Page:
Friday, April 5, 2019

In Laws

At the time that I am writing out this post, we are 22 days away from celebrating our 10-year wedding anniversary. 10 years. A lot has happened in that time and I am grateful for the lessons I’ve learned, the relationships that have been strengthened and the family that I’ve gained.

Unfortunately, it took me a while to realize just how much I love my in-laws and I find myself wondering if I hadn’t been so insecure in my standing with them at the beginning if we would be closer than what we are right now. I feel like I am trying to play catch up and make up for time when I may have been cold or unfriendly when really, I was just young and insecure.

I wanted to share a quote from President Russell M. Nelson that he shared when he was an Elder. He stated, “Above all, don’t be selfish! Generate a spirit of selflessness and generosity. Celebrate and commemorate each day together as a treasured gift from Heaven.” I know that this is advice given to couples, but it can be related to all relationships with others. When we are generating selflessness and generosity, we are more likely to give each other the benefit of the doubt and charity.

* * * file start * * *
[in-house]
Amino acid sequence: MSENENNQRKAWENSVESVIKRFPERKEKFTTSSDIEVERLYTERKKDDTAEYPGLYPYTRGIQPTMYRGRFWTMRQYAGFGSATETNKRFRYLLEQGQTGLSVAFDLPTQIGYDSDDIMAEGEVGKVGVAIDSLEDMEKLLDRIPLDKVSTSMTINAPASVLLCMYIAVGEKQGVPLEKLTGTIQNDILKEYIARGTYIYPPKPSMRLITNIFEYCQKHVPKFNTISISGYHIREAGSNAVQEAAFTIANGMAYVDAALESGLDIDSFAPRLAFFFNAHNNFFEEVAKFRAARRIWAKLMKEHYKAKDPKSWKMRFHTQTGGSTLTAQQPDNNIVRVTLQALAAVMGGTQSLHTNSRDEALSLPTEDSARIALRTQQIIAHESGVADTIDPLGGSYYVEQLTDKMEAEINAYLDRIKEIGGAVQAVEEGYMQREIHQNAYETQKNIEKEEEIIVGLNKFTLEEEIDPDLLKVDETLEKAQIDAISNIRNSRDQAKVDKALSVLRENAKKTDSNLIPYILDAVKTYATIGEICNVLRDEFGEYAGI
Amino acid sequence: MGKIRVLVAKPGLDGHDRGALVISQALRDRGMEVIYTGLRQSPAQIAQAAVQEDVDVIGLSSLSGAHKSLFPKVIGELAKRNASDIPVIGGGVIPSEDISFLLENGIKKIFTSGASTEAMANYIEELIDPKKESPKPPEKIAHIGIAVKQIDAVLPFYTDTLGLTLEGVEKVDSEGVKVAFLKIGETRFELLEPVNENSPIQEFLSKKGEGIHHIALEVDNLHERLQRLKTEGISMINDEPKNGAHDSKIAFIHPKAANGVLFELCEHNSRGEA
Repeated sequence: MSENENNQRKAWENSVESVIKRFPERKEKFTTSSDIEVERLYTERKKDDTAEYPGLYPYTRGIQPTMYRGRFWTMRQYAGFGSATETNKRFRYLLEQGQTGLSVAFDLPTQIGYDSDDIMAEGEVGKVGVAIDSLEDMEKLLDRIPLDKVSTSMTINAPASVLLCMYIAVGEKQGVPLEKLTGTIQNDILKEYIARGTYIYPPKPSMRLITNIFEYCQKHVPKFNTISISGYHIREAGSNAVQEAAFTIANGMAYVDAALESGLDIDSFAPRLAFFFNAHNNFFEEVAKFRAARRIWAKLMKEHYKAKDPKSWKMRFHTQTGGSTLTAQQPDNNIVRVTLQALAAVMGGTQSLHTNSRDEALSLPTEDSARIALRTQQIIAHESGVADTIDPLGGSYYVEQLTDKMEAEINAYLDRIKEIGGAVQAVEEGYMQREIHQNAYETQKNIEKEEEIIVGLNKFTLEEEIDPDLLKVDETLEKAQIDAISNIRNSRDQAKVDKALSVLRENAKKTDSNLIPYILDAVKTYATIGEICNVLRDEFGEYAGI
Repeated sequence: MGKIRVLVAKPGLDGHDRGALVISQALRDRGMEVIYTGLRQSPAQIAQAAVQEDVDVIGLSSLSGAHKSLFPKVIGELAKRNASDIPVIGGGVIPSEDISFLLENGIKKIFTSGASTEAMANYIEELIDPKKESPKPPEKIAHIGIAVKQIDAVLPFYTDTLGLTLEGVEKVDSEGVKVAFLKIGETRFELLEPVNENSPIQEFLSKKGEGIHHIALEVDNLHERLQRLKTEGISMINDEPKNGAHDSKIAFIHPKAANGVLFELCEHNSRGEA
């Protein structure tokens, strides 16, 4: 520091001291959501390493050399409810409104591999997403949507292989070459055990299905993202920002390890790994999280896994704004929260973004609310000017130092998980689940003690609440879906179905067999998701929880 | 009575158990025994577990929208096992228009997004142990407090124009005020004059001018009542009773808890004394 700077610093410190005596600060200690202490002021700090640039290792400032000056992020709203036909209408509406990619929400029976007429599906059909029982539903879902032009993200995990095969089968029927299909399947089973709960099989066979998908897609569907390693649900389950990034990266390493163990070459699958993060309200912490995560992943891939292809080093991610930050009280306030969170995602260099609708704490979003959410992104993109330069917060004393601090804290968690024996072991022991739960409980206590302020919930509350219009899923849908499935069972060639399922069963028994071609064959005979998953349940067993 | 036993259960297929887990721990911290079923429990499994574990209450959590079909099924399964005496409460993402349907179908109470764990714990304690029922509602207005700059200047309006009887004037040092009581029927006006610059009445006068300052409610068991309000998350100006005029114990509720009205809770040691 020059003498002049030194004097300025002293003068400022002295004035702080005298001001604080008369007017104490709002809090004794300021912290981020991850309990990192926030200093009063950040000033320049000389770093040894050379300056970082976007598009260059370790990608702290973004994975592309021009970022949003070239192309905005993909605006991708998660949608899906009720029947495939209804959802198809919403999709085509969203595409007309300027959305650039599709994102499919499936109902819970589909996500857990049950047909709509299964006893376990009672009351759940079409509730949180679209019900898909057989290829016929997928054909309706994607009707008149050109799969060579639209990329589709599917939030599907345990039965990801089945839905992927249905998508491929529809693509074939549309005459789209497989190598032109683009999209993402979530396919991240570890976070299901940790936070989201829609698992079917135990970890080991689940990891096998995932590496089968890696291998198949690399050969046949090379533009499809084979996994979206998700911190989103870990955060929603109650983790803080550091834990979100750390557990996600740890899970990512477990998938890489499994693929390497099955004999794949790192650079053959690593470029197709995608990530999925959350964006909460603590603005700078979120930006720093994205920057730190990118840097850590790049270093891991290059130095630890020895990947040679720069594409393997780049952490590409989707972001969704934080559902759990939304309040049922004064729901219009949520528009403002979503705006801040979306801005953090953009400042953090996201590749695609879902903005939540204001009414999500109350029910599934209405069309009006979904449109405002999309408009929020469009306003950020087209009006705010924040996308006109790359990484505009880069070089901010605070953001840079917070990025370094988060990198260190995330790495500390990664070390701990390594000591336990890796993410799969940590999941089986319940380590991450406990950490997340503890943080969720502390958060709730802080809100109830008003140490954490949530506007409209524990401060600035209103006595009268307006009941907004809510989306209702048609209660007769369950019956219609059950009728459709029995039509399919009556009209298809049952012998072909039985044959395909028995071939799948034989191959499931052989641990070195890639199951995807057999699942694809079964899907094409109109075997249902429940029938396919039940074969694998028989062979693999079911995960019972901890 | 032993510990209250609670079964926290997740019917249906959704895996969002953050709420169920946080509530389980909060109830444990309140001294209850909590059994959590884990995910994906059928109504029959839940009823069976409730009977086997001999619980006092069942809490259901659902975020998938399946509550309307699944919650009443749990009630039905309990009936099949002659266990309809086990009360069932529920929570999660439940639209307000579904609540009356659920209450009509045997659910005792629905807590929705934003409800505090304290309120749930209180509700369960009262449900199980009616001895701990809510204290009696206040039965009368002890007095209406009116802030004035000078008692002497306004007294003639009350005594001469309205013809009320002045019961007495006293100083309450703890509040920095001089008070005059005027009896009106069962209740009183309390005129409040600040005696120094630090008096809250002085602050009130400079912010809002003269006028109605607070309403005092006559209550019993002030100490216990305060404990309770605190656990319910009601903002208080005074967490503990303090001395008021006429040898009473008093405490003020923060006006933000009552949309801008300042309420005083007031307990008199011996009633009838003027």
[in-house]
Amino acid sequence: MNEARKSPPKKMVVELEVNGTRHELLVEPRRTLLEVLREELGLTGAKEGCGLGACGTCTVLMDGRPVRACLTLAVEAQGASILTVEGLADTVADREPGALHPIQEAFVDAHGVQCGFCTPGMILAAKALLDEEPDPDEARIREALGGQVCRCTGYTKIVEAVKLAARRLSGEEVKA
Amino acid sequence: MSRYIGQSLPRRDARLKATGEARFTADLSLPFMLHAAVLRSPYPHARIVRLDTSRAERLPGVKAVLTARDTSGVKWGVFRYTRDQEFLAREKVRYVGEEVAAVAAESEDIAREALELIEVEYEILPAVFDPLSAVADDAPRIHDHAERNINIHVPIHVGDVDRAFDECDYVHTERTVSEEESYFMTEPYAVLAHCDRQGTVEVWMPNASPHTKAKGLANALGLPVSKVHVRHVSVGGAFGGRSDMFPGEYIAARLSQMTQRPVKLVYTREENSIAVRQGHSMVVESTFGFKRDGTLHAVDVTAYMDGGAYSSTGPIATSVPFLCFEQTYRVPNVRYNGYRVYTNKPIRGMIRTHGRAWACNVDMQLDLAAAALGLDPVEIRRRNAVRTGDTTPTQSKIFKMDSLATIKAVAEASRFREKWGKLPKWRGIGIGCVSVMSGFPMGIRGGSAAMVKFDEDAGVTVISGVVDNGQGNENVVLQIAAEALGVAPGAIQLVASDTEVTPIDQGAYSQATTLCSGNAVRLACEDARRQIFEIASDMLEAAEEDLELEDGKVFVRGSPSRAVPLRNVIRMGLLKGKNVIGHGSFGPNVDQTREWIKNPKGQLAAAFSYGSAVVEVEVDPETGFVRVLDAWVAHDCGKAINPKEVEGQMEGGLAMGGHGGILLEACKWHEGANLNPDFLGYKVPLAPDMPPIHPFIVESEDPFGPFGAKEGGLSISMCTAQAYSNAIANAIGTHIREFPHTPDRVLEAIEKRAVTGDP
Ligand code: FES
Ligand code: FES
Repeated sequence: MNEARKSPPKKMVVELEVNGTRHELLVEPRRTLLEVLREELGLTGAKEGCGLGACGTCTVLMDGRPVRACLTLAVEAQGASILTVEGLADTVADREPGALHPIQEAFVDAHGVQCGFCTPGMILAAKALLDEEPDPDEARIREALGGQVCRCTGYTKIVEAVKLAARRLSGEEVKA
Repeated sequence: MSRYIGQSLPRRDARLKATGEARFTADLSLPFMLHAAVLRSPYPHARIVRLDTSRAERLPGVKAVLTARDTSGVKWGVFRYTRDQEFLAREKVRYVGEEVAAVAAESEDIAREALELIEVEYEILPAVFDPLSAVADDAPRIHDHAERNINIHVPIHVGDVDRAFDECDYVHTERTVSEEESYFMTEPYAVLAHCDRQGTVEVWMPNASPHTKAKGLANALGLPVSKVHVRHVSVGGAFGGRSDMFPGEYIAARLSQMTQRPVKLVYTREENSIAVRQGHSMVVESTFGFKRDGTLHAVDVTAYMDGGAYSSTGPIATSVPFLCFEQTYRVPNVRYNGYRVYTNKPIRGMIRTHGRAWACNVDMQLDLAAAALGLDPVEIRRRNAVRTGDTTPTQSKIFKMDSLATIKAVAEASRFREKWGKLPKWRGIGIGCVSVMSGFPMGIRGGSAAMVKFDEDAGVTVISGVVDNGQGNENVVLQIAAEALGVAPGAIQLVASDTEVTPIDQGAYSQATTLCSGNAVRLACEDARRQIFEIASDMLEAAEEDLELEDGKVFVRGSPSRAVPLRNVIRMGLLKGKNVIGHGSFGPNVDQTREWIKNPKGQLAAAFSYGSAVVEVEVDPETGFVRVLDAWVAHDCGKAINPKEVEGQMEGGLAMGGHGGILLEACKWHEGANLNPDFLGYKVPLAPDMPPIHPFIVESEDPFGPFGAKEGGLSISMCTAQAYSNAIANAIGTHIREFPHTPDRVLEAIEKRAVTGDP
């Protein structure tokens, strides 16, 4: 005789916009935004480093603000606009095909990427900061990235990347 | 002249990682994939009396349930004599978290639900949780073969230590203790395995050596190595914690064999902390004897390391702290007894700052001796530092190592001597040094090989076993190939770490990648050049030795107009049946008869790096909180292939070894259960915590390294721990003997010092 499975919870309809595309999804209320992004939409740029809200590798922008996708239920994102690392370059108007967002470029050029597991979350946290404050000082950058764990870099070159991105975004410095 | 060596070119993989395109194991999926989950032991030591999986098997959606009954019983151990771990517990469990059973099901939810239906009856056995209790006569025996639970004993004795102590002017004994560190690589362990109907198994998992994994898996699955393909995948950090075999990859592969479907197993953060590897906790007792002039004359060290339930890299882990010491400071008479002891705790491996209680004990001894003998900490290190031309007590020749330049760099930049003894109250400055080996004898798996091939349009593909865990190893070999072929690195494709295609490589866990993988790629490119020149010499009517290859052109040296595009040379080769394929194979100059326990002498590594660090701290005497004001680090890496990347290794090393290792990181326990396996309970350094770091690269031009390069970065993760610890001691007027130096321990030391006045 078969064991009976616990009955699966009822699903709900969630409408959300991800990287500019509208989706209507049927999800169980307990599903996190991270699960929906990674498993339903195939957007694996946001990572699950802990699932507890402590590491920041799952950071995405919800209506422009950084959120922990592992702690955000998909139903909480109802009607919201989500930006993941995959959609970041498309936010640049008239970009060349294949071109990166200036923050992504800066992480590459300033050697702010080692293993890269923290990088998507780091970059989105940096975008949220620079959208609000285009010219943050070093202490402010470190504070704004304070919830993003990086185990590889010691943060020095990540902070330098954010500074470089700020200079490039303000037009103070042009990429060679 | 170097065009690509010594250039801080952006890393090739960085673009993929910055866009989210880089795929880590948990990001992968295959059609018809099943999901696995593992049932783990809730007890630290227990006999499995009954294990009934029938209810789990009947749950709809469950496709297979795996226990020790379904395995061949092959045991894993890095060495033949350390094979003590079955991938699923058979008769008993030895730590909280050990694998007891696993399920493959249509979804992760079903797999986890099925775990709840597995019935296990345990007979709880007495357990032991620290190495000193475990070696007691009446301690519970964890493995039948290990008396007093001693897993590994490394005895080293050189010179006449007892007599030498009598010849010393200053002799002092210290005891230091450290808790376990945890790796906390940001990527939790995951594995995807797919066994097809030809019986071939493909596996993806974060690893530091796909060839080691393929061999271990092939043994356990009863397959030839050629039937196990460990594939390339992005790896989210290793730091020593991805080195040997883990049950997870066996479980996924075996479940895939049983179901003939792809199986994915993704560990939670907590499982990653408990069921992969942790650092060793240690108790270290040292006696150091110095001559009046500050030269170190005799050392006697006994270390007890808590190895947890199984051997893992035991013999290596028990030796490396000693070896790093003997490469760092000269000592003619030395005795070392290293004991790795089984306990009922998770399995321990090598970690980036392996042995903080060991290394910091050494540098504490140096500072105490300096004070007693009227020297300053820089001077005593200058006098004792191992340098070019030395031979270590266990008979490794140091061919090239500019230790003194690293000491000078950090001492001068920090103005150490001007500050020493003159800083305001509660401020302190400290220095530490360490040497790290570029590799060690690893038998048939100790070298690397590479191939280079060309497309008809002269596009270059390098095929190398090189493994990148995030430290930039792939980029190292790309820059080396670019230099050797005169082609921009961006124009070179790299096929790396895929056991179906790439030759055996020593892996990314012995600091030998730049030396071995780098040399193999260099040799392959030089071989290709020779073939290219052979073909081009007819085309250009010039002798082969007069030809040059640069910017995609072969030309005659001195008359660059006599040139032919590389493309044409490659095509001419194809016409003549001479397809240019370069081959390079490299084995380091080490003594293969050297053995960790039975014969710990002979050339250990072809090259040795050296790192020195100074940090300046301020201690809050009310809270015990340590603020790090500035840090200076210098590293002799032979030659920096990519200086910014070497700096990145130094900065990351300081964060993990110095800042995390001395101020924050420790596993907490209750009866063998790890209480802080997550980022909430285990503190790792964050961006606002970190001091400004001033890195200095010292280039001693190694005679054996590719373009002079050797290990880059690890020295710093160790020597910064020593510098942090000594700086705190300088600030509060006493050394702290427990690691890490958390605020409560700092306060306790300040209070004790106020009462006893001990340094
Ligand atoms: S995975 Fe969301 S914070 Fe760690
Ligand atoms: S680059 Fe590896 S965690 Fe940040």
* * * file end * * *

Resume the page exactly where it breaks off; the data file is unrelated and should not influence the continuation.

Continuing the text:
I know that not all in law relationships are ideal, and that not all in laws are easy to get along with, but I do know that we are promised that as we treasure our families and we keep our promises that we will be blessed to spend eternity with them. That includes our parents, siblings, children, and extended family. Eternity is an awful long time to spend with people you don’t get along with. If it’s possible, learn from my mistakes and start now at building those happy relationships now, it is so worth it and awesome to gain more family. 

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Saturday, March 30, 2019

Family Councils

Have you ever heard of a family council? If so, have you ever held one? What do you do as a family to facilitate them?
If you are new to the concept of a family council, I will tell you what it is! It is no strange concept that the family is central to Heavenly Father’s plan and to members of the Church of Jesus Christ of Latter-Day Saints. It is our ultimate goal to be with them for all eternity. The adversary knows this and is launching a full-blown war against the family.
source: https://www.lds.org/blog/the-beginners-guide-to-family-councils?lang=eng
Elder M. Russell Ballard presented an excellent way for families to touch base with each other. See how the members of the family are doing, and figure out what is going right, what’s going wrong, and what can either be continued or fixed. He recommends that families hold a weekly family council.